May 29

Three Tips for Honest Sentences

English grammar needs to be kept honest. By that I mean that we need to make sure we say what we mean, what is true and accurate, and not what the grammar can cause us to say if we aren’t paying close attention.

I can think of three ways that grammar can trip us up in this way. (I am sure you can think of more, and I certainly welcome your additions to this list!):

  1. You can have the wrong subject, and the wrong kind of verb for the sentence. The subject of the sentence is the doer in the sentence. It is very easy, however, to focus the attention of the sentence on the wrong person doing the wrong thing. For example, “Joe fell off the cliff” is fine if Joe is alone, and fell off the cliff himself. It uses the intransitive verb fell. (I have said in previous posts how confusing grammatical terms are, and this is one of them. When you see “intransitive,” think “subjective,” because it’s all about the subject of the sentence—just as the subject does the action, with an intransitive verb the action occurs to the subject as well. Joe fell; he did not “fell” something or someone else, because he can’t do that verb to something or someone else.)

    The problem comes in when the action is not truly subjective (or intransitive, if you really want to use the traditional, ambiguous term). If Joe didn’t really fall off the cliff by himself, but was pushed by Fred, then make Joe the object of the sentence, and use a transitive (or what I call objective) verb: “Fred pushed Joe off the cliff.” As a transitive verb, “pushed” is an action done to an object. And so we have an honest sentence, and we can see the real truth here: Joe is not the actor in this drama, but the victim.

    The Economist magazine addressed this in a recent article, with a real-life example of how the wrong subject and the wrong kind of verb can lead to fudging the truth.

  2. You can use the wrong voice, which is just another way of using the wrong subject. A second way grammar can fight against honesty is the use of passive voice. We could have used a transitive (objective) verb here, and still hidden the real culprit by again making Joe the subject, but in this case a subject who does not act, but is acted upon. “Joe was pushed off the cliff.” And it begs the question, by whom? We often talk about avoiding passive voice because it can be wordy, and blunts the action in the sentence, but do we realize how often it is used to escape responsibility for an action? This is why political material and government bureaucratic regulations often have passive voice: an unpopular tax “was passed” (by who? the ruling political party); an onerous regulation “has been imposed” (upon who? the unsuspecting citizenry). The politicians and bureaucrats avoid a lot of tar and feathers that way.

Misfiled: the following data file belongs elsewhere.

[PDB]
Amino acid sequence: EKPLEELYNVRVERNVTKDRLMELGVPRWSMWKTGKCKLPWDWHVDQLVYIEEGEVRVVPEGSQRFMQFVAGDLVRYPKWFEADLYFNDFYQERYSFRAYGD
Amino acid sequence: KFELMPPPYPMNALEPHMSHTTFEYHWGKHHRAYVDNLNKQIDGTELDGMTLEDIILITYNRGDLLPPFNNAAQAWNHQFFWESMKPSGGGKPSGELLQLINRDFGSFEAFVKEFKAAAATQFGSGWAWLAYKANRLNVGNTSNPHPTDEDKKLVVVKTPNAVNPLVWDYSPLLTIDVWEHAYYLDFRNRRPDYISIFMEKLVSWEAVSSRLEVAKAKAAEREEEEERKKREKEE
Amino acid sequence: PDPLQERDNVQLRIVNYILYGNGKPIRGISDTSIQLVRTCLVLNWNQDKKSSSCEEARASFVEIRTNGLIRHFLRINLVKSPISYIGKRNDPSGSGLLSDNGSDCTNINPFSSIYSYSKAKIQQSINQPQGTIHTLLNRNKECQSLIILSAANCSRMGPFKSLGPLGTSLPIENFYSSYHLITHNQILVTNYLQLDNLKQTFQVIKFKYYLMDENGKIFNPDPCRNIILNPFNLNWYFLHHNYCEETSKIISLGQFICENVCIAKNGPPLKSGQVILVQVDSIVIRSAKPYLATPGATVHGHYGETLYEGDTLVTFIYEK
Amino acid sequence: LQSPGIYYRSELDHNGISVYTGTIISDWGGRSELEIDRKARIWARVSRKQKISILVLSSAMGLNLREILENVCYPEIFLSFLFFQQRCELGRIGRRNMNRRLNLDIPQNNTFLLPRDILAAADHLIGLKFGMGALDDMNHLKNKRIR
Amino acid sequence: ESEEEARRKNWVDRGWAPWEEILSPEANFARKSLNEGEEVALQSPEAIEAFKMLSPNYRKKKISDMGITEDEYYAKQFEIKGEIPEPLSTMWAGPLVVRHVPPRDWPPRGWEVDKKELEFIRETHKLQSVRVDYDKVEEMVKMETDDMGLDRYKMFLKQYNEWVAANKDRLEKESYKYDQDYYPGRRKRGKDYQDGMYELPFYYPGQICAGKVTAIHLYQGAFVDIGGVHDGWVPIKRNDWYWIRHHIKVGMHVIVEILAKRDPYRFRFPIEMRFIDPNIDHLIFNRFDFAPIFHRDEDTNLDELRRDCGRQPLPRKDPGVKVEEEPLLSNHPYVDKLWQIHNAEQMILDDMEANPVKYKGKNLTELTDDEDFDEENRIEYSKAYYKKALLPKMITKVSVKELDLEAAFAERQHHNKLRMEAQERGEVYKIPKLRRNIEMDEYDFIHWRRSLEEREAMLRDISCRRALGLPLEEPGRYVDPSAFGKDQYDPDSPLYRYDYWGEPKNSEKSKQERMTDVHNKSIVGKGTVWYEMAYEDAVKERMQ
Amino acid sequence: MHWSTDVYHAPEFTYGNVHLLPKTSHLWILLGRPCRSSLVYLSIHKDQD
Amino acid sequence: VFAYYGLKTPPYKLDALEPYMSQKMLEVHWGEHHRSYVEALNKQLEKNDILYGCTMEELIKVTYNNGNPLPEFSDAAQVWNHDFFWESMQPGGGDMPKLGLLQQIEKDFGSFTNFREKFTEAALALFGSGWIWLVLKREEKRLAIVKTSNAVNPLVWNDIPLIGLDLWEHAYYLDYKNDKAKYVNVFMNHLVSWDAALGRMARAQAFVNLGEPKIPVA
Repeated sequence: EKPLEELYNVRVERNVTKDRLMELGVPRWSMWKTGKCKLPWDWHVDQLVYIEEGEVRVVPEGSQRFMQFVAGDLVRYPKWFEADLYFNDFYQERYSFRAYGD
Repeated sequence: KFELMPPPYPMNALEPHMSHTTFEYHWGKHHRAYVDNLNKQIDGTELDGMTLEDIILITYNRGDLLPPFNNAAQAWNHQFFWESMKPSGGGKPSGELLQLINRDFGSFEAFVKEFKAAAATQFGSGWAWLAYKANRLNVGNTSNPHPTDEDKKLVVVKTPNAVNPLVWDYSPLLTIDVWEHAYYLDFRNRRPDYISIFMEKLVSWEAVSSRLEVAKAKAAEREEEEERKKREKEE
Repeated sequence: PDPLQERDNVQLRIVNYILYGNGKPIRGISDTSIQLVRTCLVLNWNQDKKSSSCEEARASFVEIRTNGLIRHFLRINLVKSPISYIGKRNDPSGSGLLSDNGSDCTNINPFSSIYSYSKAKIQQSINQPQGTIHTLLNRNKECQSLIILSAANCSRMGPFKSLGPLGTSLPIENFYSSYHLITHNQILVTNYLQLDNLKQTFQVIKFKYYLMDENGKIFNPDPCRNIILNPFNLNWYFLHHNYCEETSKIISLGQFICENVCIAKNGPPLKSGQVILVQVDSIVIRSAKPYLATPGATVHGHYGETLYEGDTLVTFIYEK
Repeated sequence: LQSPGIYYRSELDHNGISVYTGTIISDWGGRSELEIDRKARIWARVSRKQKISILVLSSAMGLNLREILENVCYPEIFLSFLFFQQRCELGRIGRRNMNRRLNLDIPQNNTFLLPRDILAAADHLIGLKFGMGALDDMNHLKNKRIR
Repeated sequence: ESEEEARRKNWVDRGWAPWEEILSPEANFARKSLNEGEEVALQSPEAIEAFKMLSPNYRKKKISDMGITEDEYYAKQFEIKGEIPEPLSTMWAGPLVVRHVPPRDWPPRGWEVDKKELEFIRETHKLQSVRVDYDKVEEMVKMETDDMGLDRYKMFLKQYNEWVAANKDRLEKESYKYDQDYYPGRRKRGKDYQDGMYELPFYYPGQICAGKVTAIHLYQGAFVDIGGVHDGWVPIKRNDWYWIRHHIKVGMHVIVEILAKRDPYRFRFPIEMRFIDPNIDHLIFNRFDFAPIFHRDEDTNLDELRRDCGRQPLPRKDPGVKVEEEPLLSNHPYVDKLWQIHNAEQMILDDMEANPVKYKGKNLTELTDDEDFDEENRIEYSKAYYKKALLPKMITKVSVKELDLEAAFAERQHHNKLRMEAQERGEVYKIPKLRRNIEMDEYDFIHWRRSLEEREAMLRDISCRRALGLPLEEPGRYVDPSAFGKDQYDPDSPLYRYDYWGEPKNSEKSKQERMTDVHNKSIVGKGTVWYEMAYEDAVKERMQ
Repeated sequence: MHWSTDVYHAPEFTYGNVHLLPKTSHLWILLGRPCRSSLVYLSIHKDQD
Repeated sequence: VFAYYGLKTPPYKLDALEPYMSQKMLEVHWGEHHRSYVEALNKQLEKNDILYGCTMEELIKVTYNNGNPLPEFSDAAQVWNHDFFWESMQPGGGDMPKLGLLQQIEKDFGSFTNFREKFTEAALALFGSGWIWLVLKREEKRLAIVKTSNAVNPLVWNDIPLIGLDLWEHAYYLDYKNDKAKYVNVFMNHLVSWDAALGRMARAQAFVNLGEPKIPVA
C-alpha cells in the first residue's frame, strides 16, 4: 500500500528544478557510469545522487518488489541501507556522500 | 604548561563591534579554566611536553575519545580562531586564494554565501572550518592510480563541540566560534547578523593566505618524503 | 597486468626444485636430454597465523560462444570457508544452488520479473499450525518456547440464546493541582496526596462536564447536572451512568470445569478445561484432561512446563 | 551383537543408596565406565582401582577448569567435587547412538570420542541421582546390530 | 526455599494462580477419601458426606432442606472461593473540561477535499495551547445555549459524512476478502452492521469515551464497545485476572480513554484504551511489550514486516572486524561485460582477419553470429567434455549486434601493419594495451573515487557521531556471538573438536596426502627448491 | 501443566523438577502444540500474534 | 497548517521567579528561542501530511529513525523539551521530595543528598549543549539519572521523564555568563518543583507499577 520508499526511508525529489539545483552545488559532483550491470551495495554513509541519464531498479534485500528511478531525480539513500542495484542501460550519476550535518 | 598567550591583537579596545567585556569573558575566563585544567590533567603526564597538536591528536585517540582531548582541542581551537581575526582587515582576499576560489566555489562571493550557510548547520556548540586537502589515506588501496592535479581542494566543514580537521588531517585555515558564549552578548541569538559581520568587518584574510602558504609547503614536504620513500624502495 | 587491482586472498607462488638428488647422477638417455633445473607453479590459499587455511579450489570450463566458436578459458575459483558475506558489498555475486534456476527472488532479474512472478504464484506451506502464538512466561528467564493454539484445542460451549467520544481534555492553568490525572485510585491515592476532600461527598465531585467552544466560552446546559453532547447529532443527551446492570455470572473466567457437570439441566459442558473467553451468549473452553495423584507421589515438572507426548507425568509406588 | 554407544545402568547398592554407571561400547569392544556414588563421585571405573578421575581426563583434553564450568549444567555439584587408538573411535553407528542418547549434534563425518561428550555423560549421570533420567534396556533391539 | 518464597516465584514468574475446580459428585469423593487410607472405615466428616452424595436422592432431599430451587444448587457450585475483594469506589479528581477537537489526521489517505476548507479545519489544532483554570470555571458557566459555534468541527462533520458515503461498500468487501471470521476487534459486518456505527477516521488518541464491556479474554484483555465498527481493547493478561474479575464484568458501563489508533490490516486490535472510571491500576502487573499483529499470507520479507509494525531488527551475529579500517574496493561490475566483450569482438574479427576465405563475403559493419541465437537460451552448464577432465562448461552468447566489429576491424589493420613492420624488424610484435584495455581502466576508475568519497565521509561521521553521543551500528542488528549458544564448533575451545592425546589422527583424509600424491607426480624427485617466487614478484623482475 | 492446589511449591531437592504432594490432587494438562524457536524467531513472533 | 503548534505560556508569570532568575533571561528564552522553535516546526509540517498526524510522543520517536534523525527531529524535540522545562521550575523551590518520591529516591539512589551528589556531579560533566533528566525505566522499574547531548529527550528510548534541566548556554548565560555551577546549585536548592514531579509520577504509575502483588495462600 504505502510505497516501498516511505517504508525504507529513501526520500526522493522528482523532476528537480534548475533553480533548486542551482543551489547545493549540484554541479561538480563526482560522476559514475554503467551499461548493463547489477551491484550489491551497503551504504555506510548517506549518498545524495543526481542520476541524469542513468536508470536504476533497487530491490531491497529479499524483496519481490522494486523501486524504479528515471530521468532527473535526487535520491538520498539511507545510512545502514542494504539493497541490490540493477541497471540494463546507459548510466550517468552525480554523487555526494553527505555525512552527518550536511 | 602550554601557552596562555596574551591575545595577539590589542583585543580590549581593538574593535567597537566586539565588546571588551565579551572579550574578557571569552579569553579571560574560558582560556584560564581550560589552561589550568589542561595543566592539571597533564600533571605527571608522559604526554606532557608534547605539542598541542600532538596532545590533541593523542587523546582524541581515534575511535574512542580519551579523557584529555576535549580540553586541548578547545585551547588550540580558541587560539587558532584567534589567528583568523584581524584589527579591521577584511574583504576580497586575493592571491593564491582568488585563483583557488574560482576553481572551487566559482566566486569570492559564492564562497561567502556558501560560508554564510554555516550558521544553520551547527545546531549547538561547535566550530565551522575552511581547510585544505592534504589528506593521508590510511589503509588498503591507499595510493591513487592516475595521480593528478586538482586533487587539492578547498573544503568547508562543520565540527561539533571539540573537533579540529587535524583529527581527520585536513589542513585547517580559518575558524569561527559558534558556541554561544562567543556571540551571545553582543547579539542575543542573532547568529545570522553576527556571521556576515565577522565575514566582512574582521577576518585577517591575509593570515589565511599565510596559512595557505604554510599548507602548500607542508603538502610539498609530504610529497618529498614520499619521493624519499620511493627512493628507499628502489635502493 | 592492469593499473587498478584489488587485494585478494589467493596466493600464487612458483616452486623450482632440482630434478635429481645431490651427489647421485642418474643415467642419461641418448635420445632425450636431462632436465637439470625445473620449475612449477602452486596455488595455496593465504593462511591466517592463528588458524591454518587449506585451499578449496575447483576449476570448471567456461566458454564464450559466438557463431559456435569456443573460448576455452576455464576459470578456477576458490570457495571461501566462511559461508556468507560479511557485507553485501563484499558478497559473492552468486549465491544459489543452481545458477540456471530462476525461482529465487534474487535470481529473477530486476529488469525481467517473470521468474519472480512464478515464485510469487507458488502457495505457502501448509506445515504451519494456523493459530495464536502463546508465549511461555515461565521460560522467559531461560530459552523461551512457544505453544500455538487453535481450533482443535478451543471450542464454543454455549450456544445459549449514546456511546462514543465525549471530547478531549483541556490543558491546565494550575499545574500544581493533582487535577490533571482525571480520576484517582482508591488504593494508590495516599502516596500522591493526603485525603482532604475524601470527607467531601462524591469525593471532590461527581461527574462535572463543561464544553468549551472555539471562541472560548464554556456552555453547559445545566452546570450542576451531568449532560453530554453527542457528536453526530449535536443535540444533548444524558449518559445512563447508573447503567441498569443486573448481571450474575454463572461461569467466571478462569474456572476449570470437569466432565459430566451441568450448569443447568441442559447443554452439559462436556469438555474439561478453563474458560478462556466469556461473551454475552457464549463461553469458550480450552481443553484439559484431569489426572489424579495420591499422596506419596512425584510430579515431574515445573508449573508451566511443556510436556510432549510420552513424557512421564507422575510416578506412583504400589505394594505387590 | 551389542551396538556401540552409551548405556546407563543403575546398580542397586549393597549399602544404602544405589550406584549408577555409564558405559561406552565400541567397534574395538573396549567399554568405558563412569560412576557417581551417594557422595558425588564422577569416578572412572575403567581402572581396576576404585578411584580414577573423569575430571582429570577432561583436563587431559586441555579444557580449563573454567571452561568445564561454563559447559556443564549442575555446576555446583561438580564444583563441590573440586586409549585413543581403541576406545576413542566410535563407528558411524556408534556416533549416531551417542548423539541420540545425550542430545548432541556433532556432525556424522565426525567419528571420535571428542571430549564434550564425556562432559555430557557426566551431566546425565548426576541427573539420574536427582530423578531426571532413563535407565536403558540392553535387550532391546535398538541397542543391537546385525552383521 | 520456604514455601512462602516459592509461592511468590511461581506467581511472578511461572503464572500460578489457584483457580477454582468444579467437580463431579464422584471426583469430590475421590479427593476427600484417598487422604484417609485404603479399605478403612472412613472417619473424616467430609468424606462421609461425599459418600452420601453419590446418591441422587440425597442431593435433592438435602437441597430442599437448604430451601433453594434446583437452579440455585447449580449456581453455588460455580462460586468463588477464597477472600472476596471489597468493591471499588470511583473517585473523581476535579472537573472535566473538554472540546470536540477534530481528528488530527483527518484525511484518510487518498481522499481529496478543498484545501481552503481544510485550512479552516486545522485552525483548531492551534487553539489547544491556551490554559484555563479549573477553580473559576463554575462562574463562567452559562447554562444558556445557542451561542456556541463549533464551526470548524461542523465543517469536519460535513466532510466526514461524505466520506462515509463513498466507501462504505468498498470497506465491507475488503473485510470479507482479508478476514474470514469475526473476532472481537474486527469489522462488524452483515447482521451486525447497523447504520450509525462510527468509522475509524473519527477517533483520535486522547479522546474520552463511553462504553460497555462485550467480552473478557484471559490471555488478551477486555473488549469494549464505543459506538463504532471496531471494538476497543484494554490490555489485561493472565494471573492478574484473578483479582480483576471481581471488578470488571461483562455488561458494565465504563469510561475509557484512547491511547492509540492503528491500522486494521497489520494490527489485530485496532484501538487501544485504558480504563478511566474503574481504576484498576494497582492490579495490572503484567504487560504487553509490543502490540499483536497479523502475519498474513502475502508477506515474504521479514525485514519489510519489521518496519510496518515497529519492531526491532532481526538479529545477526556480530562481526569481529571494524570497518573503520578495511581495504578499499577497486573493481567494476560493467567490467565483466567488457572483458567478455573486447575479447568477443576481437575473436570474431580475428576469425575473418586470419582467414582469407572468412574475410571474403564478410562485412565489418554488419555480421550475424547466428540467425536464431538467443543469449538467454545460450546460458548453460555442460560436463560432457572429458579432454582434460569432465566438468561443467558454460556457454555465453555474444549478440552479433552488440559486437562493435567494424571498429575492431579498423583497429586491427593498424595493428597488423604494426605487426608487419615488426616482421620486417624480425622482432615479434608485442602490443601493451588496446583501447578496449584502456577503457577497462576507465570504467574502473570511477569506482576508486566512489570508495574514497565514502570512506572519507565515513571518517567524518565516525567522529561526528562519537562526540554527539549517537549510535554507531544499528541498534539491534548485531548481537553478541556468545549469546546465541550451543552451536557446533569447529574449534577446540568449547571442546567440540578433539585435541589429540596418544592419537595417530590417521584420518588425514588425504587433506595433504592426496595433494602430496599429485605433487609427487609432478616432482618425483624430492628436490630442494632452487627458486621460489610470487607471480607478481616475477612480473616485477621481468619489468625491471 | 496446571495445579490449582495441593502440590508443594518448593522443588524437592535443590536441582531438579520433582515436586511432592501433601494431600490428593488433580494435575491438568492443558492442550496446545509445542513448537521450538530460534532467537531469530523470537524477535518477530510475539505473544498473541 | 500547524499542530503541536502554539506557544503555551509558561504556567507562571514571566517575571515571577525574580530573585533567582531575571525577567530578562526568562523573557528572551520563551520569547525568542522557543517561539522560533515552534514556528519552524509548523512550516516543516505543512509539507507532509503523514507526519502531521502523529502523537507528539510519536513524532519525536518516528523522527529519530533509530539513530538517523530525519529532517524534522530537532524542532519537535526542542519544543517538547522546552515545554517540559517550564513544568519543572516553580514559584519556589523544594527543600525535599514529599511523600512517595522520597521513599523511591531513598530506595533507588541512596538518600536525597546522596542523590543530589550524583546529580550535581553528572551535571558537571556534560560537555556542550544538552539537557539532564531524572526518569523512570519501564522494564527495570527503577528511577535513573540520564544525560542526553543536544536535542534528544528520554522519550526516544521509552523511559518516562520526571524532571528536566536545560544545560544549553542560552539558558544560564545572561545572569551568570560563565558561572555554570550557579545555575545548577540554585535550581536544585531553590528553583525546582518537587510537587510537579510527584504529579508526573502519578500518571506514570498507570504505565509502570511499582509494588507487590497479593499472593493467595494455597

3. You can use the wrong verb. Finally, a third way we can monkey with the truth (intentionally or unintentionally) is to use a verb that is too strong or not strong enough, giving a false picture of what actually happened. If “Fred pushed Joe off the cliff” is an accurate depiction of what occurred (with little indication of Fred’s motives or intent), do we get a different, and probably inaccurate, impression if it reads, “Fred hurled Joe off the cliff” (which may imply violent intent) or “Fred nudged Joe off the cliff” (which may imply an unintentional accident)?

    You may think, “I’d never do that,” but it’s a common mistake of even seasoned professional writers. For example, when Congress does, or fails to do, something that the President then criticizes, don’t we often see headlines like, “President slams Congress for action [or inaction] on . . .”? Enough of those headlines and we begin to think the President is furious, when he may simply have a difference of opinion. But it’s our own fault, because we are far less likely to read the article if the headline is, “President criticizes Congress for action [or inaction] on . . .” The point here—and this is especially true in politics—is that we can assume we know the intent of a subject (and reflect that assumption in our verbs) when we really have no idea.

There you have it—three ways you can veer off the path of truth with the wording of your sentences, and how to avoid it. As Christian writers, we should lead the way in upholding the truth. If you have other ideas on potential truth-killers to avoid, please share!

Copyright 2018. All rights reserved.

Posted May 29, 2018 by Dave Fessenden in category "Uncategorized

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